But discipleship has a cost. Dietrich Bonhoeffer, the young Lutheran pastor and theologian who was executed by Hitler in the final days of World War II, wrote a wonderful book, The Cost of Discipleship. In it he writes:
“And if we answer the call to discipleship, where will it lead us? What decisions and partings will it demand? To answer this question we will have to go to Him, for only He knows the answer. Only Jesus Christ…knows the journey’s end. But we do know that it will be a road of boundless mercy. Discipleship means joy.”
Yes, discipleship has a great return, but also a cost.  Only Jesus knows the cost. Only He knows the demands. And so He keeps this “cost of discipleship” from the apostles...at least for now.

Behold! The Lamb of God!
That’ll come later, much later. For now He just asks them. “What are you looking for?” Why have they turned to the Lamb of God? But they don’t answer the question, and instead ask one of their own: “Rabbi, where are you staying?” [Jn 1:38]

You see, they’re not exactly sure what they’re looking for, but they know they’ve found it in Jesus. They want to be with Him. They want to spend the day with Him. And Jesus knows this. His answer is brief, “Come and you will see” [Jn 1:39]. But He’s not speaking of a house. He’s speaking of discipleship, for Jesus stays wherever His disciples are. He abides with them and within them. It’s just what happened to Samuel after responding in faith to God’s call. How does Scripture put it? “Samuel grew up, and the Lord was with him…” [1 Sam 3:19].

To be Jesus’ disciple, to be a Christian, we must first respond to His call, and we must do so in faith. But that’s not all. We must live in Jesus Christ and He in us. In other words, we must follow Him wherever He leads us. And of one thing we can be sure. Following Christ always leads to the Cross.

Now I don’t mean that, like Peter and Andrew, every Christian must suffer martyrdom, although in today’s world many Christians are doing just that. There’s no discipleship, no following of Jesus, that doesn’t include His cross.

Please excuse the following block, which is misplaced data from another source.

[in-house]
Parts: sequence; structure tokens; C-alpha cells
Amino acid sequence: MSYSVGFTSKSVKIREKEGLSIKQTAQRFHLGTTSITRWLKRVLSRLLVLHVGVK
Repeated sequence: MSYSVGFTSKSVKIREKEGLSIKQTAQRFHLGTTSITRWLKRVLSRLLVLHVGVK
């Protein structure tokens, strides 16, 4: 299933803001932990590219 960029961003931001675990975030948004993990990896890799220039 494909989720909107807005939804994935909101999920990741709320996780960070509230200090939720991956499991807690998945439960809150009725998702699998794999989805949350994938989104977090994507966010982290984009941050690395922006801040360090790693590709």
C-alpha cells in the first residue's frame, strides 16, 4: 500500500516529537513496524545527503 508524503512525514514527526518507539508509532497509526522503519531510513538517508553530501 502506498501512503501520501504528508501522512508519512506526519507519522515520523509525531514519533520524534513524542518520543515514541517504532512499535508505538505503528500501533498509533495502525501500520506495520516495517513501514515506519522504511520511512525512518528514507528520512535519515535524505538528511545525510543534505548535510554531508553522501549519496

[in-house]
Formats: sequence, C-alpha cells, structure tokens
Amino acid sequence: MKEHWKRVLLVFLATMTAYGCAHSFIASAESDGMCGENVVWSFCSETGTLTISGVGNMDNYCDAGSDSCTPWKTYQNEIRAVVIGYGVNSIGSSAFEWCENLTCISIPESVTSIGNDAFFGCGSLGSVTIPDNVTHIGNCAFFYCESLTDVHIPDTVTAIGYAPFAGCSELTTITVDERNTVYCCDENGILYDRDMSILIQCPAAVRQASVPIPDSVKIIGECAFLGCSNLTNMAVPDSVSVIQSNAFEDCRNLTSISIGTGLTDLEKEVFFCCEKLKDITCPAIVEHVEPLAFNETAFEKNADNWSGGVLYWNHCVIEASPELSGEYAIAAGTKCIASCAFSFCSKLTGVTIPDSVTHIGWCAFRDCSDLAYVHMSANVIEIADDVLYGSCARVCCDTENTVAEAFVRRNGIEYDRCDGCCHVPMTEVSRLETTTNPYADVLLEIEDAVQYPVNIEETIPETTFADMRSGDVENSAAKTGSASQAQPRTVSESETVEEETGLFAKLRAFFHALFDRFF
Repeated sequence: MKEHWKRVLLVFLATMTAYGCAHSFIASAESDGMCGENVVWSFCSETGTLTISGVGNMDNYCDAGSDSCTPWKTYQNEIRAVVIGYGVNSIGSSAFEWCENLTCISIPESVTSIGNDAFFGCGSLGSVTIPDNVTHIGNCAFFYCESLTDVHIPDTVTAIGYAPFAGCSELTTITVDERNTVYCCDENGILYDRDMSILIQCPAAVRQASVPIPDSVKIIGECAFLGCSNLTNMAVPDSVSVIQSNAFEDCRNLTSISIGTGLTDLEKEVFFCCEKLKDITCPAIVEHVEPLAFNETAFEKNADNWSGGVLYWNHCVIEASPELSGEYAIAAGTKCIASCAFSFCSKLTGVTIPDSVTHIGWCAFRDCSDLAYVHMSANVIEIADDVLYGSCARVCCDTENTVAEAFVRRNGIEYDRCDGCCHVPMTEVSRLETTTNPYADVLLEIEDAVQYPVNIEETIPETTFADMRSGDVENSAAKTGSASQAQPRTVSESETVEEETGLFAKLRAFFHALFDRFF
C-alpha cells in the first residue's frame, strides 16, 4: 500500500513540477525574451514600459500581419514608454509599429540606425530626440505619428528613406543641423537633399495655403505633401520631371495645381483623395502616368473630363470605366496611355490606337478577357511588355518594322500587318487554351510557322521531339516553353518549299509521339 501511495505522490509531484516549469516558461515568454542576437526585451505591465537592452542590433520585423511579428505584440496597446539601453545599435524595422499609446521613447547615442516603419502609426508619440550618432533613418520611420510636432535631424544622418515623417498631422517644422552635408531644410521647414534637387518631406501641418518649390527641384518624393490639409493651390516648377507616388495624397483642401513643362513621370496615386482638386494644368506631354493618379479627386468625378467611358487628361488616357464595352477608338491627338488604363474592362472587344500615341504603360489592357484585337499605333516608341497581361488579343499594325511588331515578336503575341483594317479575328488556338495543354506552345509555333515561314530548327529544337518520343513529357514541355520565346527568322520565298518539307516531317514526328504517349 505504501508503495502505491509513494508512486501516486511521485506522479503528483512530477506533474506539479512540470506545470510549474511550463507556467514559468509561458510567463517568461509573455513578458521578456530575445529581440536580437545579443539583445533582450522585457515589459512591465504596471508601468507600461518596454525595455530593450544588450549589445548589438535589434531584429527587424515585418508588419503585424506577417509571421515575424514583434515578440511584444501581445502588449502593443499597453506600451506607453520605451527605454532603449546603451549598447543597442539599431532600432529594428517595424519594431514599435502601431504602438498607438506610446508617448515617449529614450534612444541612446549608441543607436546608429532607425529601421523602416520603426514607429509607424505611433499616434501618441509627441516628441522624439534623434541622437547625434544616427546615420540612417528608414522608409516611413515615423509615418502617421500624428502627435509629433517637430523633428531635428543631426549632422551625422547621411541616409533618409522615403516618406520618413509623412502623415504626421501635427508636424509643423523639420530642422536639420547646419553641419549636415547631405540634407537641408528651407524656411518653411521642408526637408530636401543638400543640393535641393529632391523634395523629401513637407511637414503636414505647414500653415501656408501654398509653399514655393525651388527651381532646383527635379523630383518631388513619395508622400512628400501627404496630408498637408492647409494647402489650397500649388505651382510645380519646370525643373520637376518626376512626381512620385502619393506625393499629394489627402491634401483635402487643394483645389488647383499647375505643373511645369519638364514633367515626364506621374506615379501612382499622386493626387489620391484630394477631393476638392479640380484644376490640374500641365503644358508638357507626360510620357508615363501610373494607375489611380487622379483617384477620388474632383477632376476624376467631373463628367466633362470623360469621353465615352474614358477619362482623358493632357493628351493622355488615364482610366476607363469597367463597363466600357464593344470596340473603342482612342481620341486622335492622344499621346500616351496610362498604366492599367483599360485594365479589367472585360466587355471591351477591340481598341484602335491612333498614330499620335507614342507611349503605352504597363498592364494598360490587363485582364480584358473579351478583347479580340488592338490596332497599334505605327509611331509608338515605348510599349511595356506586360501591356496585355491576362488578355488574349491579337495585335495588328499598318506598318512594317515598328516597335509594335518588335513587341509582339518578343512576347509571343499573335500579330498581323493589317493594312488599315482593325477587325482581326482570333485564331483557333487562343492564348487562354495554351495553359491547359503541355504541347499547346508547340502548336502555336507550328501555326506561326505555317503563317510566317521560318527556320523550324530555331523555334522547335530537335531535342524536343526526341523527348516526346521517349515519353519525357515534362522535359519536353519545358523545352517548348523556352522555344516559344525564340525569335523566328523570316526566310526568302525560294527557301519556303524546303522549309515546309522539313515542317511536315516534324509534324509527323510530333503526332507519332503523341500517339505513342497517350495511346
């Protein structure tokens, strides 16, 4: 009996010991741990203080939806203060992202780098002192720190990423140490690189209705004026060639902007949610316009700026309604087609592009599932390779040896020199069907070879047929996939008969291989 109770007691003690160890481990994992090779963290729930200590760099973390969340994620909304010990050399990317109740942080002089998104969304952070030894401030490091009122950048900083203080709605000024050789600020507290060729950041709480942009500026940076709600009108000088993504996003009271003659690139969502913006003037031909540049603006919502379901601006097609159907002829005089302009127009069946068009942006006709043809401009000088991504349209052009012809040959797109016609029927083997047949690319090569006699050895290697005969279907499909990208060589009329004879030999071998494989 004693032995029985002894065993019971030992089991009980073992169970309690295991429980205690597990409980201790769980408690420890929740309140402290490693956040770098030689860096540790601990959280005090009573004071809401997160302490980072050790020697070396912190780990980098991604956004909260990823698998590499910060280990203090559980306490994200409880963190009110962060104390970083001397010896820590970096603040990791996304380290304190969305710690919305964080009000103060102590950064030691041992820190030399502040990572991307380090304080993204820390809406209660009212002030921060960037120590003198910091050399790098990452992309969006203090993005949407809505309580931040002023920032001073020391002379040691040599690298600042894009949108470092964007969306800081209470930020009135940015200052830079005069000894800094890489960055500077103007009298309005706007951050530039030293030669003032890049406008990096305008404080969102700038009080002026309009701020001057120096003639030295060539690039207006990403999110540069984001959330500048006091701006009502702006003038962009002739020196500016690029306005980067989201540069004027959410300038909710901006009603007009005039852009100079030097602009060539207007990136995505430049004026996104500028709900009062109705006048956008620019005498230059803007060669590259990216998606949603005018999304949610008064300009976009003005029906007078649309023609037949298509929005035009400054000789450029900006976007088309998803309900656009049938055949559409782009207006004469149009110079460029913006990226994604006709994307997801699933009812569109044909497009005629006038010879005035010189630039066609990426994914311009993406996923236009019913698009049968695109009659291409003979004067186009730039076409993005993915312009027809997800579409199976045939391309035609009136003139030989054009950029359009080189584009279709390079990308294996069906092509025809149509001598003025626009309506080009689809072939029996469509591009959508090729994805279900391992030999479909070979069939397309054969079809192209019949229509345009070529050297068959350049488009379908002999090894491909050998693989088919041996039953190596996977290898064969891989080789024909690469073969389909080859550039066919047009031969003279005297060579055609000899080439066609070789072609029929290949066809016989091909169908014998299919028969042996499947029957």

“What are you looking for?” Jesus asks the disciples. And He asks each of us the same question. What exactly are you looking for? Why have you turned to Jesus?

Is He your security blanket, something warm and fuzzy to hide you from a hostile world?

Is He your problem solver, the one you call on when you mess up some piece of your life?

Is He your miracle worker, a superman-God, the one you turn to when things get really bad?

In other words, are you the kind of Christian who calls on Jesus to follow you? Or, like Samuel and Andrew and Peter, have you turned to Jesus simply because He called you? Simply because He whispered, “Follow me.”

He’s really called you, you know. He’s called each of us. I’m not going to argue the point, because if you don’t believe this, you’re not a Christian. He called Samuel to be a prophet and a kingmaker. He called Peter – weak-willed Peter, full of bluster and empty promises – He called Peter to be the head of His Church. What has He called you to do? You’ll never know until you respond in faith.

“Come and you will see,” Jesus says.

Only if you say yes to Him: yes to joy; yes to sorrow; yes to all His brothers and sisters – the weak, the hungry, the poor, the homeless, the imprisoned, the despised, the hated and the haters… all those sinners out there, sinners like you and me. Come and you will see…only if you say yes to God’s call to live the life of Christ.

“What are you looking for?” Jesus asks. What kind of disciple are you? Follow Jesus and you will come to know Him. Live like Him and you will love Him. Live in Him and He will live in you, and you will die with Him and live eternally with Him.

Oh, yes, one final thing…If, like the poet, you decide to run away from Him, if you decide not to be His disciple, your decision means absolutely nothing…because He’ll keep calling and chasing you right up to the moment you breathe your last breath. He does this because He loves you…and that, brothers and sisters is the Good News.